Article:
}

The reason for the two possibilities for the LED pin is the next:

If you connect LED pin directly to 3V3 you will get maximum brightness in your screen. LED pin controls the backlight of your TFT display.

In my case, I didn’t want to have max brightness but I wanted to control the intensity based on ambient light, so I decided to connect LED pin to any of the IO pins of the ESP32 (#19 in the showed example).

The code to control backlight intensity (once you have connected LED to pin D19) is as follows:

.
const int TFT_LED = 19; 
.
/**
 * PWM Constants
 */
const int freq = 5000;
const int tftledChannel = 0;
const int resolution = 8;
.
.
.
void setup() {
.
.
.
  /**
   * TFT DISPLAY
   */
  //Background light PWM
  ledcSetup(tftledChannel, freq, resolution);
  ledcAttachPin(19, tftledChannel);
.
.
}

/**
 * Sets TFT background luminosity (0-255)
 */
void setBGLuminosity(int level){
  ledcWrite(tftledChannel, level);
}

Inserting the code above allows you to set the backlight intensity at any point just invoking setBGLuminosity() function passing a value between 0 and 255.

 

//Examples:
setBGLuminosity(0);   //Switch off screen backlight
setBGLuminosity(128); //Medium intensity (theoretically)
setBGLuminosity(255); //Full intensity

Claudio, available resources

Before going into detail of coding or wiring, I will publish here the links to the existing project resources (videos and code repositories).

Sorry about the video language, but I prefer writing in Spanish in places like youtube where automatic translation is good enough.

Youtube channel: 

https://www.youtube.com/channel/UCR5-nrKV7iJBCj24QehHoNA

Github repositories:

https://github.com/pangodream/Claudio

Inside Hardware folder, you may find some hardware pictures and a wiring diagram (though this one will have its own post) and inside Box folder are the .obj files to 3d Print the box.

https://github.com/pangodream/ClaudioRemote

 

Claudio, a wake-up alarm not so simple

New blog and to tell you the truth, my first blog. No personal introduction, no sensitive content… 🙂

I made some basic tests with an ESP8266 a couple of years ago and I was very pleased with the board capabilities, the freshness of NODEMCU, the quick schema uploading… everything. But I didn’t like one aspect, in the same way, I didn’t like some years before about Arduino boards: connectivity.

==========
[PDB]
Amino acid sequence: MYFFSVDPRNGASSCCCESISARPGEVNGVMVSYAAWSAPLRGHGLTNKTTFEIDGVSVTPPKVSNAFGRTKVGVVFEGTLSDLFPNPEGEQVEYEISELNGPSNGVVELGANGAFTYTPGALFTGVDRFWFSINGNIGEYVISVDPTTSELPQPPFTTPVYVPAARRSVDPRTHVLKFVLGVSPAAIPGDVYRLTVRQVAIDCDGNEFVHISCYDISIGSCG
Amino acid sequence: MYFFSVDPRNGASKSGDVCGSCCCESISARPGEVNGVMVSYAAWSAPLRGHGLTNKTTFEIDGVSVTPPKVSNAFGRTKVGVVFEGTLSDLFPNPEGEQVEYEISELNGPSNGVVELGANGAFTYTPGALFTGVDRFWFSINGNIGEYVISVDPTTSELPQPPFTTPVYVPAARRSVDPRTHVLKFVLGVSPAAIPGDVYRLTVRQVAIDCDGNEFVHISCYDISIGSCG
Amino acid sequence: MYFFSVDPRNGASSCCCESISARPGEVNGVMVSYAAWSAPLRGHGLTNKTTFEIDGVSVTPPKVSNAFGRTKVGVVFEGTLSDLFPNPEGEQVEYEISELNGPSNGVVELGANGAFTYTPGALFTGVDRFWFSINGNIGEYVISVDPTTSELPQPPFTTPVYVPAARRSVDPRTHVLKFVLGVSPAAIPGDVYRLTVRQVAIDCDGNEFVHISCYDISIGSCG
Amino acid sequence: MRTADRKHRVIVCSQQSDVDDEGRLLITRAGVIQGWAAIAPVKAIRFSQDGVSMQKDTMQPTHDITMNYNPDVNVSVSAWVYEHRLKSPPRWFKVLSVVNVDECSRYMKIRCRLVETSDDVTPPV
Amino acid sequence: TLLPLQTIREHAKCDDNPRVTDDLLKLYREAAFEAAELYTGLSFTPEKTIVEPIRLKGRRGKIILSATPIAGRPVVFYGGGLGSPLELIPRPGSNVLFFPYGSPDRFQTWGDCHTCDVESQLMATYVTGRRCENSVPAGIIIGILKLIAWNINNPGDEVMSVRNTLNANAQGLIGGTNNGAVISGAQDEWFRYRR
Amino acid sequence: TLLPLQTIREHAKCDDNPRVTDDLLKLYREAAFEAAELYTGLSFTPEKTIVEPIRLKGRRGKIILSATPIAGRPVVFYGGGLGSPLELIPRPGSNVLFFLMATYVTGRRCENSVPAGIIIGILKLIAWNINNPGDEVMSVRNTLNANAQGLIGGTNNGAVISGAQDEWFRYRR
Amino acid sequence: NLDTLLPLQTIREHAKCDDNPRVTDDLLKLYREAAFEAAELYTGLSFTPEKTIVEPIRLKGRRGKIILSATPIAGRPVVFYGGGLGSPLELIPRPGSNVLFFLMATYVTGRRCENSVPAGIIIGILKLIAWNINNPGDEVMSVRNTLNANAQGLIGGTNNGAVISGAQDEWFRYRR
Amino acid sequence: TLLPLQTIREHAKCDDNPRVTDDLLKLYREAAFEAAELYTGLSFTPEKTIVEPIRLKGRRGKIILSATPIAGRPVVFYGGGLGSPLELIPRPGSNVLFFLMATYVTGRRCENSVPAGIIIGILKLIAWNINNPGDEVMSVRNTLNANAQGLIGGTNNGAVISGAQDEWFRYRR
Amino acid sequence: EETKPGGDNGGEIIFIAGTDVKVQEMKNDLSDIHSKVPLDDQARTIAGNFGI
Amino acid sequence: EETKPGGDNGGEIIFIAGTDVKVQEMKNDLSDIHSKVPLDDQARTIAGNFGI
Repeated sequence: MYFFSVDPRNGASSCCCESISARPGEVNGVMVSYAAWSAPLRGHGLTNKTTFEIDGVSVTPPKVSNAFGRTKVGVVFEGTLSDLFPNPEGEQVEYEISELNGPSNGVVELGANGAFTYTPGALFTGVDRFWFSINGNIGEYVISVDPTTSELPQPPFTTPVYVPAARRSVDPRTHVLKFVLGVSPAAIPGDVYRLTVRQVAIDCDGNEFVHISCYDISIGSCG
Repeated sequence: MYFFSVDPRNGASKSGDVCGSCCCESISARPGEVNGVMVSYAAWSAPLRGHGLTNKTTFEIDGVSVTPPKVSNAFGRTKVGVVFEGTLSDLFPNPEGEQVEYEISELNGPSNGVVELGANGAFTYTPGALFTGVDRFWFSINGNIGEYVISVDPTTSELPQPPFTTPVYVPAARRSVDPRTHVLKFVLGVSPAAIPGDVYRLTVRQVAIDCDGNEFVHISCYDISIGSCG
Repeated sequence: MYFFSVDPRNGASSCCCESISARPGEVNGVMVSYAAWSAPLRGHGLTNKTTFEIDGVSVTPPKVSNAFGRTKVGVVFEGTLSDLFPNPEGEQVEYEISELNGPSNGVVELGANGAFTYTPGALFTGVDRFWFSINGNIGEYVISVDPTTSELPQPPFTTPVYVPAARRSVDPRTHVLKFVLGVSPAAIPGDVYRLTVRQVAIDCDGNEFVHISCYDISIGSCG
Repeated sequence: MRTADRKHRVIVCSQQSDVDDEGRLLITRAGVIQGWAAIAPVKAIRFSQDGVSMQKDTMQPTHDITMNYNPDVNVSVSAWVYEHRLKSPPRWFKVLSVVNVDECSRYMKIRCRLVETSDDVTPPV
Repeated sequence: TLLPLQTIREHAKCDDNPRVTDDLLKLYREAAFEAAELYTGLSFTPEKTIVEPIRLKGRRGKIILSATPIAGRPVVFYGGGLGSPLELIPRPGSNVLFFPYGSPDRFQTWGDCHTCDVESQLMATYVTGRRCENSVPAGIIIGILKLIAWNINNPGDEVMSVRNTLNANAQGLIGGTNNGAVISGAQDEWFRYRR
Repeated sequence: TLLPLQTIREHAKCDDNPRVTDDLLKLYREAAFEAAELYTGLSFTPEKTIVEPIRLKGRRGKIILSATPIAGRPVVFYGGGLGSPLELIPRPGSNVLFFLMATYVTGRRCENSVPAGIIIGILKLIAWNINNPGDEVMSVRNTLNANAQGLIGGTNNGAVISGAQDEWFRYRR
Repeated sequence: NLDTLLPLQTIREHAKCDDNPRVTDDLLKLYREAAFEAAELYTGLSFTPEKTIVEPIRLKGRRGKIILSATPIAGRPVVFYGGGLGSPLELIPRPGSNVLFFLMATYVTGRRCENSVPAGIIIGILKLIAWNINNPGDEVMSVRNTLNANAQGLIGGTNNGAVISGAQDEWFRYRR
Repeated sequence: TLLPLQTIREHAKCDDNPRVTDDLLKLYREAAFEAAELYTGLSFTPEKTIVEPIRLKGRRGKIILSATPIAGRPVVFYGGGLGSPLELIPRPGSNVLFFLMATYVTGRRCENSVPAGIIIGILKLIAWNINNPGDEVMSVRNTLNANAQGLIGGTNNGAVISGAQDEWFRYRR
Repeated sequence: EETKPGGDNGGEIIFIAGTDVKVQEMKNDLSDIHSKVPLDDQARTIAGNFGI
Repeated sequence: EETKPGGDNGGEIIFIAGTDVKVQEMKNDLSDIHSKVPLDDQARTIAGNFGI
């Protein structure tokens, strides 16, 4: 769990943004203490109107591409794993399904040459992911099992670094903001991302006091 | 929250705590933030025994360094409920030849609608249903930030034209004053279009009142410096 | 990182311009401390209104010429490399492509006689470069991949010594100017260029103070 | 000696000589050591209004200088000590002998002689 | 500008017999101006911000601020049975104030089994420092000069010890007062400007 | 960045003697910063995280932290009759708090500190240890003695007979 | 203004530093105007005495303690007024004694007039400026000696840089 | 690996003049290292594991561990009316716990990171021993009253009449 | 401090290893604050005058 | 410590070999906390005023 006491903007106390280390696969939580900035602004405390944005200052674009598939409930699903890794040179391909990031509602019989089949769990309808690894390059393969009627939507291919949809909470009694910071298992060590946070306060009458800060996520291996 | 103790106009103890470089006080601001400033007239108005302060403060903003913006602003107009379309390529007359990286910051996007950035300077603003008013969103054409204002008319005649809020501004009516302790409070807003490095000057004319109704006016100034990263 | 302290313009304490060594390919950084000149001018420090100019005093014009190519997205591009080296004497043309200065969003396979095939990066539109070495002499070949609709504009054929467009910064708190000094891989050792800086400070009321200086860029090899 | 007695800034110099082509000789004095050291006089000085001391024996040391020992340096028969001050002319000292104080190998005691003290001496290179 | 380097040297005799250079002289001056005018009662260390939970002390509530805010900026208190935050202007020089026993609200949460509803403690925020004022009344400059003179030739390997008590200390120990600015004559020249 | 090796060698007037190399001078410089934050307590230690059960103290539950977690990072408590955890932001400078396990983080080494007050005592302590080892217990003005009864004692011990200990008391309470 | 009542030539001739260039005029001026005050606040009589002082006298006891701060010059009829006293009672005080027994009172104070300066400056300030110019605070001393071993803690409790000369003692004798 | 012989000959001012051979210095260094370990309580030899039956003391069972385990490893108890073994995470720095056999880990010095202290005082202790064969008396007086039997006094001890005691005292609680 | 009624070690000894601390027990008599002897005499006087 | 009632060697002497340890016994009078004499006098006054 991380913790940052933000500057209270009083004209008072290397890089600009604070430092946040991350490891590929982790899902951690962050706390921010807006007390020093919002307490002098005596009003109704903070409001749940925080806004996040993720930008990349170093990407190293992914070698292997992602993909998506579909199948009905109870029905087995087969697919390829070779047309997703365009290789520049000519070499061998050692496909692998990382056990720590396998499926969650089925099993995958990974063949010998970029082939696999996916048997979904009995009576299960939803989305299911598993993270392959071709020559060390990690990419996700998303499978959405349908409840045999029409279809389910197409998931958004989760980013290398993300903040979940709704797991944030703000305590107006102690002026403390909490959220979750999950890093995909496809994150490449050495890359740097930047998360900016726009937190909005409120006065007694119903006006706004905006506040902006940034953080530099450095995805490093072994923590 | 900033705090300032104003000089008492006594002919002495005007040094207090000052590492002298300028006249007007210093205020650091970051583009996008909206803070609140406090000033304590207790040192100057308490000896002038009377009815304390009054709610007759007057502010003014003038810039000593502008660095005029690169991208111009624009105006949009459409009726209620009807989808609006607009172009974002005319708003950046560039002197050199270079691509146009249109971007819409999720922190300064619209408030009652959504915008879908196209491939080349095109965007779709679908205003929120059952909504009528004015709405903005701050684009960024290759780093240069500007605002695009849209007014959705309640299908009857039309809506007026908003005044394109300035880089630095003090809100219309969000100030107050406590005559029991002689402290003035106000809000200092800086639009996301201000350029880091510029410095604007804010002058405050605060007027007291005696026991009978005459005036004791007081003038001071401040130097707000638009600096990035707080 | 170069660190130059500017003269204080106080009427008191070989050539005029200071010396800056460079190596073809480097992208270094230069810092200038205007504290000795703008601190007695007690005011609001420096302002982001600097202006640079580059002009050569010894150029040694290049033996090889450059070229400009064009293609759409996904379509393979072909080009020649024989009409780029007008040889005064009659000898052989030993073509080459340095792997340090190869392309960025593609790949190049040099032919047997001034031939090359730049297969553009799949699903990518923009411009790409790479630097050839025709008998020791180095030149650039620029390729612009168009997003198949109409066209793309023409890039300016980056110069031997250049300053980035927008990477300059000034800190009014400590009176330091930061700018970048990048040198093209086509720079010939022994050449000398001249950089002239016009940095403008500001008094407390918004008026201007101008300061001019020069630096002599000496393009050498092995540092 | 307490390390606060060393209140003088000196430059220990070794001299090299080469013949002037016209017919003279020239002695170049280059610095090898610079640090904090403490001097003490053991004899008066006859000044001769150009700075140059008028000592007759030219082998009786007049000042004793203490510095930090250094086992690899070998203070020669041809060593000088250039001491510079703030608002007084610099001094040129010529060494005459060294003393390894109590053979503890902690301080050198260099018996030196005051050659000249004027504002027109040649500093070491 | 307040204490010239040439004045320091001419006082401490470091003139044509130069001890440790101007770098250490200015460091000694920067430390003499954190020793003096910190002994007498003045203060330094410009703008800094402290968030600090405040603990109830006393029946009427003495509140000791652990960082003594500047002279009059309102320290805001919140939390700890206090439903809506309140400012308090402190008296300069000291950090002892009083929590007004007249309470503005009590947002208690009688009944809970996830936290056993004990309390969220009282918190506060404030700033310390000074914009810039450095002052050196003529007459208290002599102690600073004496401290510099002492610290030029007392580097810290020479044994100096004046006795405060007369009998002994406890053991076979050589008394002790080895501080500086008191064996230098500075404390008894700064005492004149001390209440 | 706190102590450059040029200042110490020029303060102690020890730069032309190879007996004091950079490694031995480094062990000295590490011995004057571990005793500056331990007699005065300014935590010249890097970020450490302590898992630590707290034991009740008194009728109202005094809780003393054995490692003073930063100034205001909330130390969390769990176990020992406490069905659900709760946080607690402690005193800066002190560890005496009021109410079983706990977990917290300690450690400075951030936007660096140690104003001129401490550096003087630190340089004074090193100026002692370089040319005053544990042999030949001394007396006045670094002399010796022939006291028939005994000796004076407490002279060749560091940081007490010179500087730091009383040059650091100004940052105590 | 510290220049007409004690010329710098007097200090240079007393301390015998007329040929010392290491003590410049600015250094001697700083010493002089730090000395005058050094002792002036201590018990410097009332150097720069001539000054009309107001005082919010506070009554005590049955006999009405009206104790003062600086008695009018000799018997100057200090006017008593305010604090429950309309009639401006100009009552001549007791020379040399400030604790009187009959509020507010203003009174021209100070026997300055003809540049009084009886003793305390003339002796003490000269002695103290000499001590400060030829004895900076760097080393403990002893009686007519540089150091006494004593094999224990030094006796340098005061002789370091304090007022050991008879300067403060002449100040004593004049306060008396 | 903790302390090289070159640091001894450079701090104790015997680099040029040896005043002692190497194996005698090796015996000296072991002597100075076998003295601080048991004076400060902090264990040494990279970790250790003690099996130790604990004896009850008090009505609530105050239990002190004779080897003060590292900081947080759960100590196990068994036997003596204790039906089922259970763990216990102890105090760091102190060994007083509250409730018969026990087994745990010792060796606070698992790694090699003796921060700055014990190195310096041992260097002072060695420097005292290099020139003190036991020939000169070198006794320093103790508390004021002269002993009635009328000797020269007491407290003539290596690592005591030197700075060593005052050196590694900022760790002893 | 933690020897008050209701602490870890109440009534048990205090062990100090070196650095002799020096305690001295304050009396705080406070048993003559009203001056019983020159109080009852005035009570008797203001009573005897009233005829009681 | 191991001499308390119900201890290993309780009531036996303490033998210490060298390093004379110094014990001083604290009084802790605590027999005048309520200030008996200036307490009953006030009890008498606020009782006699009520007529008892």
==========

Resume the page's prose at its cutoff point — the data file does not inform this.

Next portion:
The ESP32 arrived, WiFi and BLE connectivity, a bunch of IO pins, a lot of different pin working modes… and for someone with limited knowledge of electronic theory… a marvelous tiny thing.

Lately, I am having much more spare time that I used to have, so I decided to start doing things I always wanted to do but I never had the time to. I don’t like using my cellular for all purpose. I like WakeUp alarm clocks, but not the ones they sell. My last WakeUp alarm was a Sony, very nice, spectacular design but “who the hell designs an alarm clock supposed to be stopped while you are sleeping by pressing a tiny switch in the middle of a lot of more tiny switches? Yes, Sony” And what if I design my own Alarm Clock with that ESP32 Developer board I have? And that’s what I did.

The requirements:

  1. Time visible in the dark, but not like a red UFO. Light intensity has to accommodate to room light.
  2. No need for time adjustment. No need to change the hour every spring or autumn.
  3. Minimal use of buttons, tiny buttons, micro switches… :S
  4. If there’s enough room on the screen… some other indicators like temperature and relative humidity (these are enough important in the dry & hot Madrid nights)
  5. If possible, some communication capabilities: remote configuration, remote alarm stopping, …
  6. Easy to wire components between

The prototype:

I needed a box to fit all the components in. Perfect reason to buy my first 3D printer, and that’s what I did.

This is the screen design today… it’s evolving and probably will not be the same in a couple of days.

Claudio WakeUp Alarm Screen

The box is 11cm x 65mm x 65mm and though is a bit bigger than I expected it to be I think of it as a prototype and time will bring smaller designs.

Claudio Wake Up alarma box
Claudio Box

This has been only the introduction. Check out the rest of the posts to know more about the design, the code and the possibilities of ‘the creature’.